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Thursday, 12 July 2007

Miscellaneous Korea Blogging Update

Alright, as you may already know our one year contract teaching English in Korea in quickly coming to an end (we fly home on July 25th). One of the big questions I've been getting is "what is going to happen to your blog" post-Korea? Well, I've decided to start a poll and ask for your valued input! I wouldn't be dedicating my time to post every day if it weren't for my loyal readers out there (thanks for all the comments!).

Anyways, the poll is to the left and there are six choices. You can select more than one choice, or select them all. Just tick off whatever you think this blog should become or where it should be headed. Your input will help influence my decision on the future of this blog, once I'm back in Canada. If you have any other suggestions, please feel free to drop me a line in the comments, or via email.

Oh yeah, one more thing. We will be moving into a hotel for a week before we leave, paid for by work of course. This is part of our contract to move out early, so they can prepare our existing accommodation for newly arriving teachers. So that means, after the upcoming four day weekend (July 14-17th; the 17th is Constitution Day, which we'll most likely spend packing), posts might be delayed temporarily since I will no longer have unfettered access to the internet (which might be a good thing).

So, what are you waiting for? Speak your mind, like the following picture (McDonald's breakfast--it's so hard to make it there in time):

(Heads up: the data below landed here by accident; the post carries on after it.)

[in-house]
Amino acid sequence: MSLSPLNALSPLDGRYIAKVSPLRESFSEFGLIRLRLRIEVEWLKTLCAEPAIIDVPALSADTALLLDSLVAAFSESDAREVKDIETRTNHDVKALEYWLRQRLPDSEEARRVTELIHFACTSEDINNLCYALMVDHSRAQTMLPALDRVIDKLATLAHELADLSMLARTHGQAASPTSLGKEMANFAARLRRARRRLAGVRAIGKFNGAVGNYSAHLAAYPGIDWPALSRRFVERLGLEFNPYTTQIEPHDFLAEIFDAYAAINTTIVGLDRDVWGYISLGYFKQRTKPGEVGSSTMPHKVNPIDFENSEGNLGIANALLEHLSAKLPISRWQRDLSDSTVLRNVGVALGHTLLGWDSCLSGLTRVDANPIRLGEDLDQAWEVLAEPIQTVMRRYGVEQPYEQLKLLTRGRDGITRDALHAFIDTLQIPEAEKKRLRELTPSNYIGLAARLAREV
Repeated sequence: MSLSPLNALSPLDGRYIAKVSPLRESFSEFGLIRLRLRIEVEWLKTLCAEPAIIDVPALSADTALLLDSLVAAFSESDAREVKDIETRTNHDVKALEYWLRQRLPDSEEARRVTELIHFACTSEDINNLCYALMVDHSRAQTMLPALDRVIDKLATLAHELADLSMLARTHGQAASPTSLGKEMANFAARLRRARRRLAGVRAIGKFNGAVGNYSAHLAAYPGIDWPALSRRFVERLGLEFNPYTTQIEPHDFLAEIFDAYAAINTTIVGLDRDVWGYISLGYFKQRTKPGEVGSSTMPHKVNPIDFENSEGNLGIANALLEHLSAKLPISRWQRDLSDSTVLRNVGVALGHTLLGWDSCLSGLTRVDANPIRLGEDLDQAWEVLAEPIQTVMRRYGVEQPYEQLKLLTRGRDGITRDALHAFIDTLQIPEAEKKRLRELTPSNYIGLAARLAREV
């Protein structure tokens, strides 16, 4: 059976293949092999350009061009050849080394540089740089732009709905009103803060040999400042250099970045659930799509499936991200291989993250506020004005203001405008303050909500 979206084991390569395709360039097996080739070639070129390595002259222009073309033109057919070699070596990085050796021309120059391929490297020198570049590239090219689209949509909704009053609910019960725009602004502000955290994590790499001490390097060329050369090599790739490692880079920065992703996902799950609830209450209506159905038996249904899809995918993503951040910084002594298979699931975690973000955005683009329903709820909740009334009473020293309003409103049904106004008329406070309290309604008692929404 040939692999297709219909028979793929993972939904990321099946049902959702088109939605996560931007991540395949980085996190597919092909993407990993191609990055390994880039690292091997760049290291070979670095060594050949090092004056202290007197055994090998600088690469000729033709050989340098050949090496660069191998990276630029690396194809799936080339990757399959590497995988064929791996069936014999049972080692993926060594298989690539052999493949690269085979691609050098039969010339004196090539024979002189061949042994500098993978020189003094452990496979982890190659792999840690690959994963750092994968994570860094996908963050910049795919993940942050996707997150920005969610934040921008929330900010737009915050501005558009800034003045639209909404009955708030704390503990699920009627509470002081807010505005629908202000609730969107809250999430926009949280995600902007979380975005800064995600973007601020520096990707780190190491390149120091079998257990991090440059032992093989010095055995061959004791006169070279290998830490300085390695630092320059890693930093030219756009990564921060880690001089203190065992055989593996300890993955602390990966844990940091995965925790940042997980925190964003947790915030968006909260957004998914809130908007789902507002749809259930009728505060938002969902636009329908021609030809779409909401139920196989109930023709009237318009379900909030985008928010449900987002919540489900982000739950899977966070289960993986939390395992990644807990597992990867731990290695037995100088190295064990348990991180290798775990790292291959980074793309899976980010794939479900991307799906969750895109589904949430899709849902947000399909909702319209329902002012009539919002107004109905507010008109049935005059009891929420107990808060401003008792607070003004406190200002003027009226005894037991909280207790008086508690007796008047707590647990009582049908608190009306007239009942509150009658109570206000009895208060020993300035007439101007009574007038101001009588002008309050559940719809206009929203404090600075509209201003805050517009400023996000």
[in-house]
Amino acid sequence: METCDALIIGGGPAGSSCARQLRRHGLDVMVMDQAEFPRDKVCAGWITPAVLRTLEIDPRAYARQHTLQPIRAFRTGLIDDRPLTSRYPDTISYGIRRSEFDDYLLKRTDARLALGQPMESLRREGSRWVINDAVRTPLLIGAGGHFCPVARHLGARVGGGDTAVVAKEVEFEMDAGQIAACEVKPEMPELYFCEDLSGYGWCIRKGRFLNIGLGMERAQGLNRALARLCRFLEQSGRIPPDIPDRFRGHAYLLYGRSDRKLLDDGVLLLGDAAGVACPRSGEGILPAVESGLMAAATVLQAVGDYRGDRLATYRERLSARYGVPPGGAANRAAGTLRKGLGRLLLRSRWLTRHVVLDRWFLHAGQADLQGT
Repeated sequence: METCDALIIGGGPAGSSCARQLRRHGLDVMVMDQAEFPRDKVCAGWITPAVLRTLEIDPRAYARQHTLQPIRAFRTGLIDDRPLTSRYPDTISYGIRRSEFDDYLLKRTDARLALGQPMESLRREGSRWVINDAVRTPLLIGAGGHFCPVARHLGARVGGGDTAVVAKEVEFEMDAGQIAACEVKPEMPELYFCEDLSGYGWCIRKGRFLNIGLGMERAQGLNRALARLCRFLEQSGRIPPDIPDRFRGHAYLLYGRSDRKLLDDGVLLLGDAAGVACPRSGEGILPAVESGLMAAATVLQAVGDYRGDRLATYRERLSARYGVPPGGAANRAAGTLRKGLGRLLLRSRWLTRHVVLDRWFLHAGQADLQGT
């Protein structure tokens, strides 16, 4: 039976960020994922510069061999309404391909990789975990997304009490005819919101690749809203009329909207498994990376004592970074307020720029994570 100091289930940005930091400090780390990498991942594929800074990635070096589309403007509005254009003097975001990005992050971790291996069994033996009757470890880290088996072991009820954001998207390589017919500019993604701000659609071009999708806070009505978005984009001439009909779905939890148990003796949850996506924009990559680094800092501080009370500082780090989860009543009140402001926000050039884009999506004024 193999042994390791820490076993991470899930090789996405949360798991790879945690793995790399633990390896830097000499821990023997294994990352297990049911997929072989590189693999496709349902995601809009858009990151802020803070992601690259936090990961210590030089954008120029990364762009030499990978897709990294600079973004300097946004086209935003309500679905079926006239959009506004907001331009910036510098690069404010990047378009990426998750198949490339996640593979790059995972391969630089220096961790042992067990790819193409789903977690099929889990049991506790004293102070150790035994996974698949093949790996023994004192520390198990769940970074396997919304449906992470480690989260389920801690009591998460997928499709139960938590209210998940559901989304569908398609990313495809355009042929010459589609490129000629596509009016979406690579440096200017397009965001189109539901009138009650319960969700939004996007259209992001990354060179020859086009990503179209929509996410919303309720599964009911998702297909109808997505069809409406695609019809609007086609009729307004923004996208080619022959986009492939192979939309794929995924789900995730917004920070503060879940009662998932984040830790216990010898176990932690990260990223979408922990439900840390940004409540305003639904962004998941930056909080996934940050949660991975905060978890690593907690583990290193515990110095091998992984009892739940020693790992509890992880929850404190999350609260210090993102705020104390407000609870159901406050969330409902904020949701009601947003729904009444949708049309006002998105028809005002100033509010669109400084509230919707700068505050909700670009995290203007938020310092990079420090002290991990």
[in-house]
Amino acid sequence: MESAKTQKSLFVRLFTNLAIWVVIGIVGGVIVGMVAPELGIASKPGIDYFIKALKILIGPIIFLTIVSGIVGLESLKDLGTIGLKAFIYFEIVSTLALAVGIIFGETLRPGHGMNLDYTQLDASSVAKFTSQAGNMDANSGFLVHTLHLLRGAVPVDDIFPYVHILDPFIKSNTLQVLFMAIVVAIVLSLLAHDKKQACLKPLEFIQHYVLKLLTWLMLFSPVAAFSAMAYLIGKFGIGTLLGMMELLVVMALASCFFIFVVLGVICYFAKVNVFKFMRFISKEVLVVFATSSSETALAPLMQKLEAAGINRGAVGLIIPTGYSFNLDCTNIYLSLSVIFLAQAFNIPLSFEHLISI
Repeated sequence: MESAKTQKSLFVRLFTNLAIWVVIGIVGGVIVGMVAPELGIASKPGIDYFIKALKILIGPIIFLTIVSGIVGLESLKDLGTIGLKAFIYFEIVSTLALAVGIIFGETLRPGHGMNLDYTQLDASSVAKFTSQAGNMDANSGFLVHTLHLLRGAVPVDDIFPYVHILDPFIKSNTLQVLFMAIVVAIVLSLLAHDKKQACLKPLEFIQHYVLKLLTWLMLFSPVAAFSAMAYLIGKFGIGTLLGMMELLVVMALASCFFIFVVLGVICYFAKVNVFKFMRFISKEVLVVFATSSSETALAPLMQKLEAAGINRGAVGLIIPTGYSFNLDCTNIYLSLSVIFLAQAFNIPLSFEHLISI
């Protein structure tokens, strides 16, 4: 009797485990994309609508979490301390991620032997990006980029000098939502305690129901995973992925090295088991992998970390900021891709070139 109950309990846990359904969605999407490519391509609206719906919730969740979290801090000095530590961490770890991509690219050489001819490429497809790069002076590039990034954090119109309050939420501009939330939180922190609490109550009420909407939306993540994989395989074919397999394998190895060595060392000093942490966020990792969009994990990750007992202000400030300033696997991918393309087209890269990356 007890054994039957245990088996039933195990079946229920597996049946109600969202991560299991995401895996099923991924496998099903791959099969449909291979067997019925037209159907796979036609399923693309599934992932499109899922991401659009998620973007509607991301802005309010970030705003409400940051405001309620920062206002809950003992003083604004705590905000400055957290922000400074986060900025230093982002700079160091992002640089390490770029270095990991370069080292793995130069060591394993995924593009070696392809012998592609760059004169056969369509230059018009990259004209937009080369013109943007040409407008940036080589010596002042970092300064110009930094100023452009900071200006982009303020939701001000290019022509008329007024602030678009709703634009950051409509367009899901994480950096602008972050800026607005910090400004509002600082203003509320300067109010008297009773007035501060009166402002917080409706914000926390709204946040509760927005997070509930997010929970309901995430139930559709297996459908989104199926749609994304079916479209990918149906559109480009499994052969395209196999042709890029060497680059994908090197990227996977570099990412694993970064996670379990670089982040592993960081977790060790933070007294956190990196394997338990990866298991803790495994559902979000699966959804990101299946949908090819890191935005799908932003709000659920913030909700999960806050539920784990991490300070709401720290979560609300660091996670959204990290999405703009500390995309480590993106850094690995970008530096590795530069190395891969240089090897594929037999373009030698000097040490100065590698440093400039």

Anonymous said...

Gdog, I was wondering if you have been to the public bath house in Korean yet. Also have you have tried eggs that they sale either the public bath house or saunas one of those.
What would you be missing in Korea when you return to Canada?

Laura said...

I'm just wondering if you could express your overall feelings about teaching in Korea. Have you enjoyed it? Would you ever consider going back again? Worst/best things about it?
My blog is
There are only about 3 entries in there so far, because I'm not even in the country yet. :)
I've enjoyed what I've read here very much so far! :)

Lily said...

I'm voting but I want to vote for more than one choice. More Korea stories, teaching resource, food at home, personal stuff =D I'm interested in all of it.

So um. basically, regardless I'll keep reading.

I'm curious about the bath house as well. I really want to go to one sometime soon.

I hope your move goes smoothly and I'm sure you're looking forward to going back home. :)

Anonymous said...

Your poll adds up to over 100% for some odd reason.

I'd like to read more Korean stories - who could possibly be interested in the life of a Canadian? :p

daeguowl said...

While everyone is asking questions I thought I'd ask one myself. I know you are there with you partner...I wanted to know if the year has tested your relationship in any way, and if she has enjoyed the year as much as you seem to have done.

Anonymous said...

Thanks for sharing your experiences in Korea. It would be great if you could keep your blog intact for the next few months, possibly until the end of this year. :) I think there are a lot of good Korean blogs but mostly from those that have been in Korea for some time. I am KoreAm and will be visiting Korea late summer/Fall and find it to be a great newcomer's guide to visiting Korea and hitting the hot spots, for food and other attractions that you have mentioned.
Thanks for blogging!

Mika said...

Hello!... I'm inviting to please join The ViralTags Matrix. It's better than memes.


Try it. And watch your backlinks grow. Have fun!

George Bailey Sees The World! said...

Hey, Gary - keep writing - I will be curious to know how your planning for your next adventure goes :)

Gdog said...

anonymous: I haven't tried the public bath houses in Korea, but I have used the showers at a gym, where they have communal bars of soap in every stall!